Asian SWF Could Have a New Partner in Georgia Plants

Going direct by acquiring a passive interest in energy assets is a complex undertaking, even for experienced institutional investors. Relying on the operating partner’s valuable expertise, large public investors often channel capital in a variety of financial deals in which they play the sole role as a financial investor. How does an institutional investor fare in a scenario in which the majority-owner decides to exit, especially if that owner operates sub-entities that greatly influence the asset’s profitability?

–Update: Arclight Capital Partners has called the deal off with regard to selling Southeast PowerGen LLC.

Back in January 2011, Boston-based ArcLight Capital Partners, LLC, GE Energy Financial Services (lending arm of General Electric) and the Government of Singapore Investment Corporation Pte Ltd (GIC) agreed to become partners in five natural gas-fired power plants in Georgia. The combined assets, dubbed Southeast PowerGen LLC, became a major fully independent power producer in the Southeastern United States. Most of the portfolio’s power plants use GE gas-fired turbines and generate more than 2,500 megawatts of power.[ Content protected for Sovereign Wealth Fund Institute Standard subscribers only. Please subscribe to view content. ]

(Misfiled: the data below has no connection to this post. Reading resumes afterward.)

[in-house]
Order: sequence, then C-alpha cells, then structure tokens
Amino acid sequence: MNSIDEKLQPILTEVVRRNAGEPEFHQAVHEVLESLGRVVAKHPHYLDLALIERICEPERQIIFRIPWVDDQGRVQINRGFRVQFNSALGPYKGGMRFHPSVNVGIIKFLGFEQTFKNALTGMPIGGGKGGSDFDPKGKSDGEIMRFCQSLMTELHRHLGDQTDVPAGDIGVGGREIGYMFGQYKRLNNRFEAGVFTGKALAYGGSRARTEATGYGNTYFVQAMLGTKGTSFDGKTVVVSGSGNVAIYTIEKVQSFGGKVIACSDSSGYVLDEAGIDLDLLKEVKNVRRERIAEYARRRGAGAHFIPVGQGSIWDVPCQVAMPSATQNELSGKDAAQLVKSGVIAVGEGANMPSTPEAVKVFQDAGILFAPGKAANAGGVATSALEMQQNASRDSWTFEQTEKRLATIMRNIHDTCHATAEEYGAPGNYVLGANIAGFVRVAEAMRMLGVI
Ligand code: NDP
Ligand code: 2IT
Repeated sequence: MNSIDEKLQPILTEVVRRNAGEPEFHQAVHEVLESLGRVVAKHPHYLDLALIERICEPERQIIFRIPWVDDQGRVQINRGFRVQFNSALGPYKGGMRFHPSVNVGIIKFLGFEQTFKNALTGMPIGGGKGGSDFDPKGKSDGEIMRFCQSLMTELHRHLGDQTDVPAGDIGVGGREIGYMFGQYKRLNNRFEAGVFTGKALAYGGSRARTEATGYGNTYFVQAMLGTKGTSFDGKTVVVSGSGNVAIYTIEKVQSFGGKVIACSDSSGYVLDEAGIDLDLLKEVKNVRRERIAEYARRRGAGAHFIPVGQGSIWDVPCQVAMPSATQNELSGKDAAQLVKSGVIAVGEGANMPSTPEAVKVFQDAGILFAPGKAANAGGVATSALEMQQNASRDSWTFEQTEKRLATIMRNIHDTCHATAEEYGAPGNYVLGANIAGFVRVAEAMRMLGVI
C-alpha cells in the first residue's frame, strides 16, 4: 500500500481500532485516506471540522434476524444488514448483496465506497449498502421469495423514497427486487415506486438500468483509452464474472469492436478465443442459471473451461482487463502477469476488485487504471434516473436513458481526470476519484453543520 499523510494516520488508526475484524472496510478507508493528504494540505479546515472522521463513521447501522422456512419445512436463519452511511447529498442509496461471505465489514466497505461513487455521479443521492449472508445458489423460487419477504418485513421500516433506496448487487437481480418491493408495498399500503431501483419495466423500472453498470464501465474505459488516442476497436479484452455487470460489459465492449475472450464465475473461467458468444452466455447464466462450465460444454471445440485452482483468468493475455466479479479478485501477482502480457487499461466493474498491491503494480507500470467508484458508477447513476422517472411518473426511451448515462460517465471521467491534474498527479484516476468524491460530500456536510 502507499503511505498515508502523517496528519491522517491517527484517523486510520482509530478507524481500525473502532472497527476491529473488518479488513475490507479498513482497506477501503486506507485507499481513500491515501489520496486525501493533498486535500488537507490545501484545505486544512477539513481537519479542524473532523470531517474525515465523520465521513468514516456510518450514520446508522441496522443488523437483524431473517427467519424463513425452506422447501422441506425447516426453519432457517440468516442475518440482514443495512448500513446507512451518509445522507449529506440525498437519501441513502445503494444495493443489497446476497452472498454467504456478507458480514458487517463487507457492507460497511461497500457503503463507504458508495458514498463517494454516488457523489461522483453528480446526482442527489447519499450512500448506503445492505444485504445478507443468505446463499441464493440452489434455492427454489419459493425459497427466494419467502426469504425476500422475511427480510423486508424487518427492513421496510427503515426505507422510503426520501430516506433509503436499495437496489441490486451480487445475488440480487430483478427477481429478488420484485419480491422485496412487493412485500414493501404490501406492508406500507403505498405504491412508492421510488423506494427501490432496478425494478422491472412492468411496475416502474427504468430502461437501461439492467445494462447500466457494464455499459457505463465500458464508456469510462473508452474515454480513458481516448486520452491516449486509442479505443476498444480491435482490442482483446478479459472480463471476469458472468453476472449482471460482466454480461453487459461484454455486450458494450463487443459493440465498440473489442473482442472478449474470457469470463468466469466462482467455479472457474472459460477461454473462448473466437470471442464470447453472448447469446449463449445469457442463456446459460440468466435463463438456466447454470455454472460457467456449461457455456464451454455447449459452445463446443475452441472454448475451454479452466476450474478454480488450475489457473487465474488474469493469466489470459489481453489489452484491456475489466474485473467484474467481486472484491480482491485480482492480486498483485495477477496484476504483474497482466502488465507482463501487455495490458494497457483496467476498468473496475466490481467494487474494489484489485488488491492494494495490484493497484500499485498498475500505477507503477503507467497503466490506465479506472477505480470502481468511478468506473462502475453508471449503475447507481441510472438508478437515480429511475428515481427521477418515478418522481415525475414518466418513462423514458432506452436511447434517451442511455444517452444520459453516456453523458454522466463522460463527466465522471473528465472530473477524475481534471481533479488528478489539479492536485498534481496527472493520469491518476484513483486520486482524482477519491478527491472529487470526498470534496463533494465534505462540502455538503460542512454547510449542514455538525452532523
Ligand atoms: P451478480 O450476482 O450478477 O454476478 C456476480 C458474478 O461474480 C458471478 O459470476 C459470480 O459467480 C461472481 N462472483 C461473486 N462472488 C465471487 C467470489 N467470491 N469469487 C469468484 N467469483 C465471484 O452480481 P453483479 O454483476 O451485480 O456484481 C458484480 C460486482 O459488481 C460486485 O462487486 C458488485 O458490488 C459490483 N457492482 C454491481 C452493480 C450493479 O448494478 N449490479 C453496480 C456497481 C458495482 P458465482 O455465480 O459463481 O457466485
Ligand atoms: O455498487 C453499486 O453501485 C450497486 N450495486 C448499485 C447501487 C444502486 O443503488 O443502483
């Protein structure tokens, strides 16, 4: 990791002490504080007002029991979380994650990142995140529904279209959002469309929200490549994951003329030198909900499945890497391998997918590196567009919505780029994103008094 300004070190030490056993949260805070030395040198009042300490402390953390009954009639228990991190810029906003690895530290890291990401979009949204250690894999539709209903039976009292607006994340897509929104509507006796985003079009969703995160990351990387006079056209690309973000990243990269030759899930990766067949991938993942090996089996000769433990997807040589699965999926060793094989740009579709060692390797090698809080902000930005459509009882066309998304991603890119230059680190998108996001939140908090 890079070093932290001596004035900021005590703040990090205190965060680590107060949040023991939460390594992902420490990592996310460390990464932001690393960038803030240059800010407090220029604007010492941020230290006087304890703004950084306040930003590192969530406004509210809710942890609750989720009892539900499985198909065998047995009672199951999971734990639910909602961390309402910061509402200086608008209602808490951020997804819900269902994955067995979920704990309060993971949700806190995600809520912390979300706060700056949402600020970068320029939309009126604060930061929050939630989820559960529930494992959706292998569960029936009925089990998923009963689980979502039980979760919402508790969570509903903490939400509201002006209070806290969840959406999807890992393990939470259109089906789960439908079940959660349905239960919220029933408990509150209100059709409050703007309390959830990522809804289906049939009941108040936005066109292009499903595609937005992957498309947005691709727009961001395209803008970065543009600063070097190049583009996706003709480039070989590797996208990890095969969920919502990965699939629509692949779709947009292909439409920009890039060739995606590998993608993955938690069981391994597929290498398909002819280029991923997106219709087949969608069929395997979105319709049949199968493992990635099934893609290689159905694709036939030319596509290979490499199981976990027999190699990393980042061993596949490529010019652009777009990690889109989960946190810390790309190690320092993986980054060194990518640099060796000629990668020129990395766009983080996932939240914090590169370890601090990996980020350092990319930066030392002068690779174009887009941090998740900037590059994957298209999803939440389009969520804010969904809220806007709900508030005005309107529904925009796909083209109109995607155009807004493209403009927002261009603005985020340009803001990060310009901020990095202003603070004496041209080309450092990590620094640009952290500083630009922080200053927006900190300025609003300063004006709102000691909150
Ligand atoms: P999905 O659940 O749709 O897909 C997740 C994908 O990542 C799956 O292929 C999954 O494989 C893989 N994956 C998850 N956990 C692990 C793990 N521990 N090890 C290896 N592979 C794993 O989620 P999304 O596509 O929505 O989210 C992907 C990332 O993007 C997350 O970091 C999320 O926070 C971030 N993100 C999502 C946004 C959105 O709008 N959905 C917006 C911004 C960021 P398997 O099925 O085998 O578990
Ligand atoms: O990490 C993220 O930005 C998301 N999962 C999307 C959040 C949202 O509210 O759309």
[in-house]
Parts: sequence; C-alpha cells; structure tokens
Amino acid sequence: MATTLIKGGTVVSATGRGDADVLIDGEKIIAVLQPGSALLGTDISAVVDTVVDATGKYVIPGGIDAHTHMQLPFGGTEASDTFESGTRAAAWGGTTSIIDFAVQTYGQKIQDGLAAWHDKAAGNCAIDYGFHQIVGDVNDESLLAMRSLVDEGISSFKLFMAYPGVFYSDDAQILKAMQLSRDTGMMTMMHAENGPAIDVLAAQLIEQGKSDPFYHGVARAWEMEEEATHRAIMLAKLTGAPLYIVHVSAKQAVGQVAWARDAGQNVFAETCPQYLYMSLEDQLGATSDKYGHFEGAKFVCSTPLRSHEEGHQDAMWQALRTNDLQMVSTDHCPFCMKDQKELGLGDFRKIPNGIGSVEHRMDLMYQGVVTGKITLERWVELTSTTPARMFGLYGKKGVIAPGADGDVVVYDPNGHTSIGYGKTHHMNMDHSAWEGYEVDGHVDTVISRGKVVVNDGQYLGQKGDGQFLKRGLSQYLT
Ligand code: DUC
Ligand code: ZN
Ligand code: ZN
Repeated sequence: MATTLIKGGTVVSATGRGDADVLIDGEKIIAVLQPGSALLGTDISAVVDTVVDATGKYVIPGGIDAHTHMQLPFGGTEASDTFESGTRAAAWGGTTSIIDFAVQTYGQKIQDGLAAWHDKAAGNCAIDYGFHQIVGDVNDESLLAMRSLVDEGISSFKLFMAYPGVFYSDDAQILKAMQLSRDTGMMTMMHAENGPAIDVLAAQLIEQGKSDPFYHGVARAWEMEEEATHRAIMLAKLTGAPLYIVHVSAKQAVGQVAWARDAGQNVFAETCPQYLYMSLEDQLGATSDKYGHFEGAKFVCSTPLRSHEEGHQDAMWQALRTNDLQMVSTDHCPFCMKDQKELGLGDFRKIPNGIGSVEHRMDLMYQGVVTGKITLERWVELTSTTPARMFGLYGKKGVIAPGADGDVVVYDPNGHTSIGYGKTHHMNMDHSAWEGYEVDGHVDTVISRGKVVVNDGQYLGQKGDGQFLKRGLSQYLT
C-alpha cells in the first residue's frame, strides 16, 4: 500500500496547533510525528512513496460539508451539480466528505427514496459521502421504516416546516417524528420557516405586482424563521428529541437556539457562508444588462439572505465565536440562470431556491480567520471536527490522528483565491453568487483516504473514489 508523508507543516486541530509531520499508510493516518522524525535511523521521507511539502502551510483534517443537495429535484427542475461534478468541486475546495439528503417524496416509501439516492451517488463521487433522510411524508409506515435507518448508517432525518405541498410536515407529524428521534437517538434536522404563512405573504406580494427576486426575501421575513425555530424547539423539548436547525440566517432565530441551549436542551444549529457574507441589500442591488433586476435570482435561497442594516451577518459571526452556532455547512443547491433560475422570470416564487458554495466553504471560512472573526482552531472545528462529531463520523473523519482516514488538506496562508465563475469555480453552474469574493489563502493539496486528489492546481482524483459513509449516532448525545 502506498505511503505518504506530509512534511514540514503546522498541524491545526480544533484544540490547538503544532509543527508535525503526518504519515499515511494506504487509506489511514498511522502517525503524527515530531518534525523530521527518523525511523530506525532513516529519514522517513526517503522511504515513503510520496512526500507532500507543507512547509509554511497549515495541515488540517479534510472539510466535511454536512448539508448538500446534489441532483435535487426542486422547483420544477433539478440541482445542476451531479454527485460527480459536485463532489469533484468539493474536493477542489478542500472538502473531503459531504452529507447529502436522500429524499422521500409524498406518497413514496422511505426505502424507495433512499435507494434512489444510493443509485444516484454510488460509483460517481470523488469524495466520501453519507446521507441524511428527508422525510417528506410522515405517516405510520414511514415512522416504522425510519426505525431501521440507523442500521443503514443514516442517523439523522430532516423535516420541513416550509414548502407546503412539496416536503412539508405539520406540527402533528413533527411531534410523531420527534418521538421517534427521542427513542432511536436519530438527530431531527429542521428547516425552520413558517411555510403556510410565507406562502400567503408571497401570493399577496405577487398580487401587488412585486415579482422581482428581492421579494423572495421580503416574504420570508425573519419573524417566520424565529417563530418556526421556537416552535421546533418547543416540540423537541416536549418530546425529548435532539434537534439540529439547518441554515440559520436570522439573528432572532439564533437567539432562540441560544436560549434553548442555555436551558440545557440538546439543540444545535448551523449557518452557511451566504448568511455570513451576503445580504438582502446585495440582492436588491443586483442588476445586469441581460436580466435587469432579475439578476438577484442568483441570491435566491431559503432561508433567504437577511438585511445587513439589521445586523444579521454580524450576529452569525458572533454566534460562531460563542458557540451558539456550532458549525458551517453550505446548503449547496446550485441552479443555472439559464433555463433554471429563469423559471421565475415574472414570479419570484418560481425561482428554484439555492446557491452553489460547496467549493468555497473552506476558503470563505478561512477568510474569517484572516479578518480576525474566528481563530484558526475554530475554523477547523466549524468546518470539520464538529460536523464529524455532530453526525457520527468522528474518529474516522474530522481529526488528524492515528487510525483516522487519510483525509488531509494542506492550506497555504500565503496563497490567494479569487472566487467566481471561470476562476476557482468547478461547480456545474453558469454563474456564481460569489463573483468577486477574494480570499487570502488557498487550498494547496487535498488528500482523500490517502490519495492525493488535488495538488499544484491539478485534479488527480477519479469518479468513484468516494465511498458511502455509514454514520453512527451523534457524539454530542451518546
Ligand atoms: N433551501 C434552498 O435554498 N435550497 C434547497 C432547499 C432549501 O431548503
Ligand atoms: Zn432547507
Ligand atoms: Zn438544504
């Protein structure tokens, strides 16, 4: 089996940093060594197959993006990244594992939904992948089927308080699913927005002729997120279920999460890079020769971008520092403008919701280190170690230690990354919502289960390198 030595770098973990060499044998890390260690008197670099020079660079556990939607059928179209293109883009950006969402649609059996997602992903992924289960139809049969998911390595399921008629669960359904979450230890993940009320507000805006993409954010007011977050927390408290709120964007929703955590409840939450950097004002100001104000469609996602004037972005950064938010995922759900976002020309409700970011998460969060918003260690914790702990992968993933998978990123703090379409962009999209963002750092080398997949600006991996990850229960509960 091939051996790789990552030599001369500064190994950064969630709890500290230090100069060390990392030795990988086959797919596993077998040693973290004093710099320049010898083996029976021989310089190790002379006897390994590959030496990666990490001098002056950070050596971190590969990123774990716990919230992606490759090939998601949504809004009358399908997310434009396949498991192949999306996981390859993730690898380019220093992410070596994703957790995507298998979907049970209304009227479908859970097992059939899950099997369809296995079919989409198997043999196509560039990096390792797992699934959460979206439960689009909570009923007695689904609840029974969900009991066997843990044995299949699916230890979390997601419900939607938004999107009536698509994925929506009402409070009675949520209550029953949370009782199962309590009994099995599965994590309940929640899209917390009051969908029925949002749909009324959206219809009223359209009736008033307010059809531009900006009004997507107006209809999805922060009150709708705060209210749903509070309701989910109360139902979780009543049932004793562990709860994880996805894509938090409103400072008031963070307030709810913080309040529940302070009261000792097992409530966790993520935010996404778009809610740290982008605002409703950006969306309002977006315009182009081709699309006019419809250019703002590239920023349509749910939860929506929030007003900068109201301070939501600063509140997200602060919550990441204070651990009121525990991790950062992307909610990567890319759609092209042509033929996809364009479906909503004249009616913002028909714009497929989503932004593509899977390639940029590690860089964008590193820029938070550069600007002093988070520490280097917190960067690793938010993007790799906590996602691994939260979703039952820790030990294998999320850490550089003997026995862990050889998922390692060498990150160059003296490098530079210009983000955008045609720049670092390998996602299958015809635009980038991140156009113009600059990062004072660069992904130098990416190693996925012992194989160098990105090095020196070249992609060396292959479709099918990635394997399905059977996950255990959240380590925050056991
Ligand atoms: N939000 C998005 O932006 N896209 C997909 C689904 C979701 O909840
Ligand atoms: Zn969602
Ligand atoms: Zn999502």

Contact the writer or creator of this article or page.
Questions or comments: support(at)swfinstitute(dot)org
Follow on Twitter at @swfinstitute and @sovereignfunds
Learn, Attend and Network: Institutional Investor Events and Summits
Go Back: HOME: Sovereign Wealth Fund Institute

institutional investor investment mandates